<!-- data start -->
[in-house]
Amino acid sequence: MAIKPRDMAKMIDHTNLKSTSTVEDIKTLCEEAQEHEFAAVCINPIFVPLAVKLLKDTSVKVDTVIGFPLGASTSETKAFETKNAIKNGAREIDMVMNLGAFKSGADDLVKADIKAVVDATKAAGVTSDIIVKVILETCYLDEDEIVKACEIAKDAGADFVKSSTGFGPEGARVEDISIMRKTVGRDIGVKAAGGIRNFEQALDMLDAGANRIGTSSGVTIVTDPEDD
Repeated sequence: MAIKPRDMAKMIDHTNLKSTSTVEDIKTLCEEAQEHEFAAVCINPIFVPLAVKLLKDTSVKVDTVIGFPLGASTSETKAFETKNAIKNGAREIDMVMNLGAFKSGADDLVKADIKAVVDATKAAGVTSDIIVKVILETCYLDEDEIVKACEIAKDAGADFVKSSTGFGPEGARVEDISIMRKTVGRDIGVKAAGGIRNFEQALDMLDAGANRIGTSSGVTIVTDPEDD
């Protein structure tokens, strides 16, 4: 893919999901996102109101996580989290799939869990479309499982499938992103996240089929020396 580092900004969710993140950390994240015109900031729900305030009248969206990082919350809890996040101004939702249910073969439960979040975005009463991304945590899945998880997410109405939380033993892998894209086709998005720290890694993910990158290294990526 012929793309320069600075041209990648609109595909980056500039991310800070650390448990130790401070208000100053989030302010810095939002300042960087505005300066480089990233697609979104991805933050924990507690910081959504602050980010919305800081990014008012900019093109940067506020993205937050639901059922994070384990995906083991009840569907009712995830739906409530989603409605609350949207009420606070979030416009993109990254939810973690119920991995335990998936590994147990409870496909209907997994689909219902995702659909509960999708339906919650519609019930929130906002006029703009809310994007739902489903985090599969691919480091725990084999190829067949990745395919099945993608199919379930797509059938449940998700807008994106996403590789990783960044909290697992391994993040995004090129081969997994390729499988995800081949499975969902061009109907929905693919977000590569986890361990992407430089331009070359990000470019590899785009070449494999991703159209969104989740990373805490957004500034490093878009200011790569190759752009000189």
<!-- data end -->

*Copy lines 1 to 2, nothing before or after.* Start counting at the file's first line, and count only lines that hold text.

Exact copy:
[in-house]
Amino acid sequence: MAIKPRDMAKMIDHTNLKSTSTVEDIKTLCEEAQEHEFAAVCINPIFVPLAVKLLKDTSVKVDTVIGFPLGASTSETKAFETKNAIKNGAREIDMVMNLGAFKSGADDLVKADIKAVVDATKAAGVTSDIIVKVILETCYLDEDEIVKACEIAKDAGADFVKSSTGFGPEGARVEDISIMRKTVGRDIGVKAAGGIRNFEQALDMLDAGANRIGTSSGVTIVTDPEDD